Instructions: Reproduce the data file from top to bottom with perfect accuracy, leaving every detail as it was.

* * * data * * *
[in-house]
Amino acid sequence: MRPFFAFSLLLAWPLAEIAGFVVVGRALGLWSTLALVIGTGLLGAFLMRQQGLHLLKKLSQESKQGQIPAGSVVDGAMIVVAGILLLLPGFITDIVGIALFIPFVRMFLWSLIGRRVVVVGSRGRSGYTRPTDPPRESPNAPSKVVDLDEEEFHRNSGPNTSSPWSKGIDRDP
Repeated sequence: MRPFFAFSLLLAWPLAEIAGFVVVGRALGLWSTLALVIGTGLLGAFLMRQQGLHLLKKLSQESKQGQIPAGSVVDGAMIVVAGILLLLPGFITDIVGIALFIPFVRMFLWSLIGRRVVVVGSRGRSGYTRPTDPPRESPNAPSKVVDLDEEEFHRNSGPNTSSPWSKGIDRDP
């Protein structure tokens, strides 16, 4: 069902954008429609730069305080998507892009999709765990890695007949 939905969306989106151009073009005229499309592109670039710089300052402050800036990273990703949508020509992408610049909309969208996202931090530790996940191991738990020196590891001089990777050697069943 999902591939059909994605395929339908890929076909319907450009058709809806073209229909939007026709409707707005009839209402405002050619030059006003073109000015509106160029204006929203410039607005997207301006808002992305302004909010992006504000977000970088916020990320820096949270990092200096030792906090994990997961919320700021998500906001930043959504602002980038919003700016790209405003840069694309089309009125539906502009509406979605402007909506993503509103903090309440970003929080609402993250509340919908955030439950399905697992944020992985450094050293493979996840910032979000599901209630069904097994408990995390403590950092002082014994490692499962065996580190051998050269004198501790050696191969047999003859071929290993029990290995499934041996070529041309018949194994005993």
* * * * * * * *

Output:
[in-house]
Amino acid sequence: MRPFFAFSLLLAWPLAEIAGFVVVGRALGLWSTLALVIGTGLLGAFLMRQQGLHLLKKLSQESKQGQIPAGSVVDGAMIVVAGILLLLPGFITDIVGIALFIPFVRMFLWSLIGRRVVVVGSRGRSGYTRPTDPPRESPNAPSKVVDLDEEEFHRNSGPNTSSPWSKGIDRDP
Repeated sequence: MRPFFAFSLLLAWPLAEIAGFVVVGRALGLWSTLALVIGTGLLGAFLMRQQGLHLLKKLSQESKQGQIPAGSVVDGAMIVVAGILLLLPGFITDIVGIALFIPFVRMFLWSLIGRRVVVVGSRGRSGYTRPTDPPRESPNAPSKVVDLDEEEFHRNSGPNTSSPWSKGIDRDP
């Protein structure tokens, strides 16, 4: 069902954008429609730069305080998507892009999709765990890695007949 939905969306989106151009073009005229499309592109670039710089300052402050800036990273990703949508020509992408610049909309969208996202931090530790996940191991738990020196590891001089990777050697069943 999902591939059909994605395929339908890929076909319907450009058709809806073209229909939007026709409707707005009839209402405002050619030059006003073109000015509106160029204006929203410039607005997207301006808002992305302004909010992006504000977000970088916020990320820096949270990092200096030792906090994990997961919320700021998500906001930043959504602002980038919003700016790209405003840069694309089309009125539906502009509406979605402007909506993503509103903090309440970003929080609402993250509340919908955030439950399905697992944020992985450094050293493979996840910032979000599901209630069904097994408990995390403590950092002082014994490692499962065996580190051998050269004198501790050696191969047999003859071929290993029990290995499934041996070529041309018949194994005993």